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Congenital Erythropoietic Porphyria in Cats

By

George M. Barrington

, DVM, PhD, DACVIM, College of Veterinary Medicine, Washington State University

Last full review/revision Aug 2018 | Content last modified Aug 2018
Topic Resources

Congenital erythropoietic porphyria is a rare hereditary disease of cats, cattle, pigs, sheep, and people. It results from low levels of an enzyme involved in the production of heme. Heme is a part of hemoglobin, which is the molecule that carries oxygen in the blood. Affected animals have reddish brown discoloration of the teeth, bones, and urine at birth that continues for life. Abnormal byproducts accumulate in the skin and cause severe sensitivity to the sun (called photosensitivity). In addition, affected animals develop hemolytic anemia, a condition in which there are not enough circulating red blood cells because the body destroys them too quickly.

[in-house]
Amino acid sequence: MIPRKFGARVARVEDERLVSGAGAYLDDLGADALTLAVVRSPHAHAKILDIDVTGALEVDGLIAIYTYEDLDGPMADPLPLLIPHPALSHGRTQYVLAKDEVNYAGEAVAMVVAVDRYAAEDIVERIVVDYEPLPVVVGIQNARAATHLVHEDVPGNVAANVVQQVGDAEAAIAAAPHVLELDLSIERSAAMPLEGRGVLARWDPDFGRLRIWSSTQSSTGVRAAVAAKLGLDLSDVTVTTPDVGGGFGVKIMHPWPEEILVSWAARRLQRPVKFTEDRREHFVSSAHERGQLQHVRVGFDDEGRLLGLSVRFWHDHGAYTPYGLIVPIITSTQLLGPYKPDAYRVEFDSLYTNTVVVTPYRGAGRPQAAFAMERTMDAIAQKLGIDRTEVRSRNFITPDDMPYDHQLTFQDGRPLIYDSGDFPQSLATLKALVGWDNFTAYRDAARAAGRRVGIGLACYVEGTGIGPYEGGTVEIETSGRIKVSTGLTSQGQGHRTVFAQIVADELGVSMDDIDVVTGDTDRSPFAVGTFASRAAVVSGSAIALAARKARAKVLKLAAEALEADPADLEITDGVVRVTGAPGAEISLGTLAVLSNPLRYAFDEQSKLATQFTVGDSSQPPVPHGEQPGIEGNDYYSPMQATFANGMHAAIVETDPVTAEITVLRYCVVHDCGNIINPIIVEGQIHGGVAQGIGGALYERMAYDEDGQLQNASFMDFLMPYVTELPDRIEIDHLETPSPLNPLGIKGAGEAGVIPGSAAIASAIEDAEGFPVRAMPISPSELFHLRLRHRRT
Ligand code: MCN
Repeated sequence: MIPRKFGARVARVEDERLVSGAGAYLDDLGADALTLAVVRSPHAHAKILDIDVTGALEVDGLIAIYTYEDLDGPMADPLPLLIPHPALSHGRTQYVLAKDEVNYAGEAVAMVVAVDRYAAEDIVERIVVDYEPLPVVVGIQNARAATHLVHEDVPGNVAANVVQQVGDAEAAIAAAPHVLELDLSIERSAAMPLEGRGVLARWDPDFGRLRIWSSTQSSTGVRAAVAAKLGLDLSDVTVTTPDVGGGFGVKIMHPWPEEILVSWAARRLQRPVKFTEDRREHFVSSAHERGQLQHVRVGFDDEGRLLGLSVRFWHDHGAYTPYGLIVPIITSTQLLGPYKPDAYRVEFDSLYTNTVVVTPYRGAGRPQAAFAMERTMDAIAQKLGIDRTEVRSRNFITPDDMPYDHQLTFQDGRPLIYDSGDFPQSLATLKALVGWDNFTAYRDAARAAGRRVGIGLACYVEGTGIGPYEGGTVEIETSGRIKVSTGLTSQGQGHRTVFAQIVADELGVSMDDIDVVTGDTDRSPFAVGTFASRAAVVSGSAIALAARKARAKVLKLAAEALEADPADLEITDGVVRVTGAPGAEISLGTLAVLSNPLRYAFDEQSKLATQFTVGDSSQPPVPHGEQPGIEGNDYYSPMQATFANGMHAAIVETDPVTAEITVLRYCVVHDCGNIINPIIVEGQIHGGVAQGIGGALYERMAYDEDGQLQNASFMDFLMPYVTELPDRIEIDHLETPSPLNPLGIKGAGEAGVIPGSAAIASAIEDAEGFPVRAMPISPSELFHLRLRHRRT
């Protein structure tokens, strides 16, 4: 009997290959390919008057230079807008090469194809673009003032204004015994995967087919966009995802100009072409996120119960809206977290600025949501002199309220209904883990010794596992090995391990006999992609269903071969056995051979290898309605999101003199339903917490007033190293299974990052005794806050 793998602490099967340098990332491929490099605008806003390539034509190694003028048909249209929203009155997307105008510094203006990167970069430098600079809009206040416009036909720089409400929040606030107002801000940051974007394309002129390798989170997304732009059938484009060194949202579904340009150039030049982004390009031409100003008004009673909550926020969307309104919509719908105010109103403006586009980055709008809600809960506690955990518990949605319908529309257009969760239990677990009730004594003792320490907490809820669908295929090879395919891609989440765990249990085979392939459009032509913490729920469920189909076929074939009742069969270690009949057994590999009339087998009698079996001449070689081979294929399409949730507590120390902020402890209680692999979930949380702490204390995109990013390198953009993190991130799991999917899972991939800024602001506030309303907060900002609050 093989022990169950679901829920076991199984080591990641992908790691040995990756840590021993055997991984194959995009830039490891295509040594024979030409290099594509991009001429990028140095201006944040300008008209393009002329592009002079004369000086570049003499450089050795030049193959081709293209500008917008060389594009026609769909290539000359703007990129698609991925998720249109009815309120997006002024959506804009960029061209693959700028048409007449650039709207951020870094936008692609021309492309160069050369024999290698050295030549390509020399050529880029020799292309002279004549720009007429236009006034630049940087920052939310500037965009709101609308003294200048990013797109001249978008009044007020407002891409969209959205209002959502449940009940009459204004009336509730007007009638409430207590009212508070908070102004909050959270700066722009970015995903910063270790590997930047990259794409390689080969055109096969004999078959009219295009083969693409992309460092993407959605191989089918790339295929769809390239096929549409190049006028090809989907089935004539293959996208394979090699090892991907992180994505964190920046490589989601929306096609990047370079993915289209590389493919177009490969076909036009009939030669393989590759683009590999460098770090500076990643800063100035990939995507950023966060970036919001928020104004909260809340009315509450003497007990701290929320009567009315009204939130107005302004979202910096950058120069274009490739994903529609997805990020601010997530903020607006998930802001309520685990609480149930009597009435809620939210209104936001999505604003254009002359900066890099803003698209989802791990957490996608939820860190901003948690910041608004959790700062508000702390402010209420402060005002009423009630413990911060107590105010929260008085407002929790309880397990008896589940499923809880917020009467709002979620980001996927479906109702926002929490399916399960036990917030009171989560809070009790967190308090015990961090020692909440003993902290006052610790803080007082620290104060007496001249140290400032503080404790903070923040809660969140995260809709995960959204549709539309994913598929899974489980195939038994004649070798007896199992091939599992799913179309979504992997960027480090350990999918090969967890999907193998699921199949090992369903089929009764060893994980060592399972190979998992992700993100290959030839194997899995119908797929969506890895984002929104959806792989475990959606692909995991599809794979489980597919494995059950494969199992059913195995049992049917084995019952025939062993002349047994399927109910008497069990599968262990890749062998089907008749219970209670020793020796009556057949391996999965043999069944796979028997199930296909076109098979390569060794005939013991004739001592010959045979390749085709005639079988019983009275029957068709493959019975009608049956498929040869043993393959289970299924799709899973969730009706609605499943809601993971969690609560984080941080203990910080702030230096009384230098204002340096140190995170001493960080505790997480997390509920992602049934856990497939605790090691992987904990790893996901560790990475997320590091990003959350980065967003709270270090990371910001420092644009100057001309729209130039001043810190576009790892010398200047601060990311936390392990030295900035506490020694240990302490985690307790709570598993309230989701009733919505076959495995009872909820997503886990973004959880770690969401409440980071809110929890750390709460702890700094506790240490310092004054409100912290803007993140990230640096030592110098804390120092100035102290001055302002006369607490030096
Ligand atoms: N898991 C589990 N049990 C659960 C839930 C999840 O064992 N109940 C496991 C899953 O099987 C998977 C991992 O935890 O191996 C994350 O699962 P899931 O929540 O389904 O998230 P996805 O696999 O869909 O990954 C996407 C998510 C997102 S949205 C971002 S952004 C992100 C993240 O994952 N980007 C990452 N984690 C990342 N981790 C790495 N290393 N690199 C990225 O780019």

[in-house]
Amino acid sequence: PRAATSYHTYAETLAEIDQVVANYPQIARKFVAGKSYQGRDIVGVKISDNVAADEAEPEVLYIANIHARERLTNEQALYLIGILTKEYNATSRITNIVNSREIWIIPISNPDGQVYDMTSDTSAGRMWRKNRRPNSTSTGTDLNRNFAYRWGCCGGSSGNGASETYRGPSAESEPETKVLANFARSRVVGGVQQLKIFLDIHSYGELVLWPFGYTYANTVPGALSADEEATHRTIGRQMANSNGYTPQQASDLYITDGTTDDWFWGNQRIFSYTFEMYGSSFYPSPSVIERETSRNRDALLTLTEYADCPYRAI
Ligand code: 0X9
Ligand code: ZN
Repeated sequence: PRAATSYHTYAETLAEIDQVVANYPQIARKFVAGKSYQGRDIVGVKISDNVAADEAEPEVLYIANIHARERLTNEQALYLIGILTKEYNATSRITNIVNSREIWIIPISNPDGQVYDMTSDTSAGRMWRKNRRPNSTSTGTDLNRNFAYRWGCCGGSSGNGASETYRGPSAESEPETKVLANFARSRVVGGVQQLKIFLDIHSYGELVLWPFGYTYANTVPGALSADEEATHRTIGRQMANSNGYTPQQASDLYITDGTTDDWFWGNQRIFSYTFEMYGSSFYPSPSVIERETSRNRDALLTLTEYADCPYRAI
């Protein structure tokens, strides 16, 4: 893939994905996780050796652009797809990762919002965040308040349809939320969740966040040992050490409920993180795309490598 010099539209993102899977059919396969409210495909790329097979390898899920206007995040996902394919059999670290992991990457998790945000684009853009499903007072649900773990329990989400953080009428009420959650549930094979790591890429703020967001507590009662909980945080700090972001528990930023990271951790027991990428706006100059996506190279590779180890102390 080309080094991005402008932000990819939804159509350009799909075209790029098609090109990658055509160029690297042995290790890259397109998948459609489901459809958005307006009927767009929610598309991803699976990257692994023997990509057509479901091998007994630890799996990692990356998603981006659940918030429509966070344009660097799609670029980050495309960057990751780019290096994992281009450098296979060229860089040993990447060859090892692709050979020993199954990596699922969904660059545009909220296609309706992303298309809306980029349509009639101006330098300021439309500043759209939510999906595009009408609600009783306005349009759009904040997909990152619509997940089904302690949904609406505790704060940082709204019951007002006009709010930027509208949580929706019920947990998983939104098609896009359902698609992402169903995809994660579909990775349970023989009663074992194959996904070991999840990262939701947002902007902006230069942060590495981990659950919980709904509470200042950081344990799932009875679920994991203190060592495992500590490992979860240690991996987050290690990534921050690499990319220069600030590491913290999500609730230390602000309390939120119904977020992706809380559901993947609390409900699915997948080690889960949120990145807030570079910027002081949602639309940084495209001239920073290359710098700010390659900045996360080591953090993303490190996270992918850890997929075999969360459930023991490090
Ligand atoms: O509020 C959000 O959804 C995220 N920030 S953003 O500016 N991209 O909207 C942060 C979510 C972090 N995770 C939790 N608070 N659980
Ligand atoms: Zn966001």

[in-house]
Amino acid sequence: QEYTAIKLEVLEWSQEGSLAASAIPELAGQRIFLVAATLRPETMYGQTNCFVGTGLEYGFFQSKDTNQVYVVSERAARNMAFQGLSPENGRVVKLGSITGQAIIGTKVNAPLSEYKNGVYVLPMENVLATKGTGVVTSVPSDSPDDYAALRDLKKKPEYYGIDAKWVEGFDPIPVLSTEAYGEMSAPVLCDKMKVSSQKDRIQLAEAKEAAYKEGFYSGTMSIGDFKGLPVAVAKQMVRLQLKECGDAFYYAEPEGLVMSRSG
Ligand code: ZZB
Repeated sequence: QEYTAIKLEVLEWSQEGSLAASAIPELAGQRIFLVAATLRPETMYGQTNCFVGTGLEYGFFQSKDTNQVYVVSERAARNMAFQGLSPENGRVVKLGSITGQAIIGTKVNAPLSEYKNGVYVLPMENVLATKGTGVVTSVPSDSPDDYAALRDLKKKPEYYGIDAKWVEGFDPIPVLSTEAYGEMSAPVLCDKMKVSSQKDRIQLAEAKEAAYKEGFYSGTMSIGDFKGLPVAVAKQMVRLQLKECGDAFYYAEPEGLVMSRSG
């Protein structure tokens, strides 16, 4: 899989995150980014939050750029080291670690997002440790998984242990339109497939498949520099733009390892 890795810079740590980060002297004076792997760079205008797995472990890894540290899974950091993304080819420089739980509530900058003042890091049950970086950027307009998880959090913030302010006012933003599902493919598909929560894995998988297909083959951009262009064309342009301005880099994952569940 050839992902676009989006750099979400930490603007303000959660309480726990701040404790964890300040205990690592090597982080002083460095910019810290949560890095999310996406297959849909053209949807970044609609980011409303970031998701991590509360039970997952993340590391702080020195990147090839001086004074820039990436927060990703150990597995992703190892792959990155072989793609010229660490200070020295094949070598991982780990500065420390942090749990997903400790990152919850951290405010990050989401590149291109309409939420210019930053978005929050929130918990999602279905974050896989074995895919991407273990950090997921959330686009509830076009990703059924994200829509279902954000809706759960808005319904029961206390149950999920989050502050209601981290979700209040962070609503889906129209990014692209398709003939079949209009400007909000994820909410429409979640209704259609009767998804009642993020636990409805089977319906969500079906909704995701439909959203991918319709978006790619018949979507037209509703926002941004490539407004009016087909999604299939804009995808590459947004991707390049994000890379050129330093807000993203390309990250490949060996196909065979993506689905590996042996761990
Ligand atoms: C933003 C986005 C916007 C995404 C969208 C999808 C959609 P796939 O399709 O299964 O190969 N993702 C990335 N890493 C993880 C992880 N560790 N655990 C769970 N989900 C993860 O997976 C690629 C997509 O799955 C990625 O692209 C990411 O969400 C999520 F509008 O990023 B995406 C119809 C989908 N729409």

The condition is diagnosed based on clinical signs and laboratory tests. Although there is no specific treatment, keeping affected animals out of direct sunlight may help reduce signs of illness. Affected cats should not be bred.

Cats with congenital erythropoietic porphyria have a reddish brown discoloration of the teeth.

Cats with congenital erythropoietic porphyria have a reddish brown discoloration of the teeth.

Also see professional content regarding congenital erythropoietic porphyria.

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